In late fall of 2016, the board of the Robertson Scholars Leadership Program decided to add a Community Summer site in rural North Carolina for the summer of 2017. That left just months to research, make connections, and work out the logistical details of a partnership that would send five Robertson Scholars to Tarboro for eight weeks over the summer. Fast forward 12 months. Students, staff and community members are thrilled with the new partnership and eager to continue learning from one another in future years.
The behind-the-scenes work that culminated in this successful Community Summer is a remarkable example of intentional partnership and community collaboration.
Following their first year in the program, Robertson Scholars spend the summer participating in community-based internships across the southeast United States. These “Community Summers” are intended to build a sense of community among Scholars as they live and work together; they also immerse the Scholars in a new place and encourage reflection about the strengths and challenges of various regions. The Summer Programs director, Vicki Stocking, emphasizes that she and her colleagues don’t “just drop students in to ‘fix a problem.’” The Community Summer, she explains, is really an opportunity “to learn about capacity, not just problems.”
This past summer in Tarboro, Scholars had abundant opportunities to learn about capacity, as they were supervised and mentored by a passionate, committed group of community members in the Eastern North Carolina Internship Program (ENCIP) Board. The process of arriving at this new Community Summer location was a combination of extraordinary organization and preparation on the Tarboro end and thoughtful, intentional research on the Robertson end.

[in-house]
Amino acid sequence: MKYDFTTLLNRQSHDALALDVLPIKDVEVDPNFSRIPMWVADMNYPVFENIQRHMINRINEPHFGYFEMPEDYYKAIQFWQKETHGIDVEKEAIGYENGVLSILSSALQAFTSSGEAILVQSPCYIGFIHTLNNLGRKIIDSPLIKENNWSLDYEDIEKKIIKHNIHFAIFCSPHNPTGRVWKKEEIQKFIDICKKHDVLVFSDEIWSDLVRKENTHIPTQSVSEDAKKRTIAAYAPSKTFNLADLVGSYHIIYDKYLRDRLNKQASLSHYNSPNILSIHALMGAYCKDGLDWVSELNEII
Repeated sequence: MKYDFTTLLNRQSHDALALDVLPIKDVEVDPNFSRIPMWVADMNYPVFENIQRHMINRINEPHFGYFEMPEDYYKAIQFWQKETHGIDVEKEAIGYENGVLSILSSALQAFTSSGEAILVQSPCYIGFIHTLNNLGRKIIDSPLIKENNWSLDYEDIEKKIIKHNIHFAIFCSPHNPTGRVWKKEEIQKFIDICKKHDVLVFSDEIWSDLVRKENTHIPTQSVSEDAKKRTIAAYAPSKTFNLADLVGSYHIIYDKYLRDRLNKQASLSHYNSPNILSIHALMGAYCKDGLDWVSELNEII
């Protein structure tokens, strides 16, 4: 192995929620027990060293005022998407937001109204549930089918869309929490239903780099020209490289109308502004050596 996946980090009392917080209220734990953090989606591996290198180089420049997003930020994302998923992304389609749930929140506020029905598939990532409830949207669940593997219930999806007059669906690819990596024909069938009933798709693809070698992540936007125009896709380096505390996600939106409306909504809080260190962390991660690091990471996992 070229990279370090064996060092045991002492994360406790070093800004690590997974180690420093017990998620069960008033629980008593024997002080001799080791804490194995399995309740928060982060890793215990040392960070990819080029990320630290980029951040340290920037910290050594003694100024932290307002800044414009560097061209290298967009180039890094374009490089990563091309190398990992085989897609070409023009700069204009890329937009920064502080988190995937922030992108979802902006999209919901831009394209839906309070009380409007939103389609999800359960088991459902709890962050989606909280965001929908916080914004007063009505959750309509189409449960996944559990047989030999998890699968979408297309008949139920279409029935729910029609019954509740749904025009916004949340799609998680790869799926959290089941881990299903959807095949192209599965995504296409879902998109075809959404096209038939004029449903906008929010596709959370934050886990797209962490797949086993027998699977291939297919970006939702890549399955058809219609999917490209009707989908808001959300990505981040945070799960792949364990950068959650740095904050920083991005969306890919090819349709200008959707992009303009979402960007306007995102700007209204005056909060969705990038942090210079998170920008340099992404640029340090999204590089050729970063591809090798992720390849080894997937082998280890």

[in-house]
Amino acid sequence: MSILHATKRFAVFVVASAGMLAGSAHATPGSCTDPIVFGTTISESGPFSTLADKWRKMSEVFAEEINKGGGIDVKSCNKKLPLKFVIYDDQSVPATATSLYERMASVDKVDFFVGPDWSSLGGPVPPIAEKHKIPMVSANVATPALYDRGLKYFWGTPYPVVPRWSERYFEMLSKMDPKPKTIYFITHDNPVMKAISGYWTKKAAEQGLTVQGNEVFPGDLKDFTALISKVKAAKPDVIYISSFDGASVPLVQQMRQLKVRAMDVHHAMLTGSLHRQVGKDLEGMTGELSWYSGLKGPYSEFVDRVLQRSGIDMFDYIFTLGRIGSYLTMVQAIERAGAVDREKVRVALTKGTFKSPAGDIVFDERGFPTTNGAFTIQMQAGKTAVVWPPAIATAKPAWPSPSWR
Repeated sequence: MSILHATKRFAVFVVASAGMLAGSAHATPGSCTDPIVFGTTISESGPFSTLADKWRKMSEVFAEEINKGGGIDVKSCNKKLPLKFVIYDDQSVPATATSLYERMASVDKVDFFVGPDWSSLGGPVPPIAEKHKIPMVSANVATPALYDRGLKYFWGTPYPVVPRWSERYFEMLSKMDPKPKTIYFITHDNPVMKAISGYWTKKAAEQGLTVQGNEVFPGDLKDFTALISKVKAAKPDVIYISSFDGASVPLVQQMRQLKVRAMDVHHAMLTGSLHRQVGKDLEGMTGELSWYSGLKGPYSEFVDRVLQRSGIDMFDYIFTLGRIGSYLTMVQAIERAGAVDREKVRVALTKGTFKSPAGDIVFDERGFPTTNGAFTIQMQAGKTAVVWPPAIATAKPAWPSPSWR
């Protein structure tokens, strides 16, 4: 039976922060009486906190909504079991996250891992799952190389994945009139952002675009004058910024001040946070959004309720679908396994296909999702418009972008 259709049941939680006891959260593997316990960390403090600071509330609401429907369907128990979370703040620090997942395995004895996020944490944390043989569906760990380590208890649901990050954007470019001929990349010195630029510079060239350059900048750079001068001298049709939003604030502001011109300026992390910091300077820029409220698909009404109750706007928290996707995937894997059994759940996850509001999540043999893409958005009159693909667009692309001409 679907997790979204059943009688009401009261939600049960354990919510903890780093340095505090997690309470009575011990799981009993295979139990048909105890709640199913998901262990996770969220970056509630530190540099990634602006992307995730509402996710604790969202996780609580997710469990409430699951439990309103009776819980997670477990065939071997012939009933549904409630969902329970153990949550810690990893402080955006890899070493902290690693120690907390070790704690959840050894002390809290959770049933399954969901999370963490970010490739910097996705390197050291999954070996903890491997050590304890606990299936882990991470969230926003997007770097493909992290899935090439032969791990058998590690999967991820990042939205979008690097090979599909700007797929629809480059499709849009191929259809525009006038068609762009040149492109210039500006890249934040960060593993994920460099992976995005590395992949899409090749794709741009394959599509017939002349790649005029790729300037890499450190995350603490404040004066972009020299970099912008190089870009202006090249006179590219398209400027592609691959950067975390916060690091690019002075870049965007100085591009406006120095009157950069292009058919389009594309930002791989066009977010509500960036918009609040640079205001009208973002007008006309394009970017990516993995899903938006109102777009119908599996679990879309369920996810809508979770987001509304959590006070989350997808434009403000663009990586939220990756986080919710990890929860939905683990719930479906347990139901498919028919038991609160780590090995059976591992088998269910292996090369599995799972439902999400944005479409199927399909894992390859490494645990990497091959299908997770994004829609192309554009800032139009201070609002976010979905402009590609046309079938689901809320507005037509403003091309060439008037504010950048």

When the Robertson Scholars Board first determined that a Community Summer site should be added in rural N.C., Stocking recognized the importance of conducting good research to determine the right fit, especially under a tight timeline. As the Robertson team investigated several other possible locations, she carefully considered the existing infrastructure, the community priorities, and the level of synchrony between the timelines and needs of the community versus those of the Robertson Program. They were in search of a location that not only had the enthusiasm and infrastructure to support an internship program, but one in which the goals and visions aligned well with programmatic goals. Stocking highlights the importance of maintaining a partnership model that focuses on sustainability and coordination, noting that “Although the Scholar experience is our top goal, that should never come at the expense of the community.”
When the Robertson team met with a group of community leaders in Tarboro, everything aligned and they knew they had found the right location. Stocking refers to Tarboro as “an easy yes,” because the all-volunteer members of the ENCIP Board cared so deeply about their community and were so eager to host a group of student interns that they had already created the infrastructure and learning opportunities to host such a program. The visit from the Robertson team was the final piece of their own puzzle.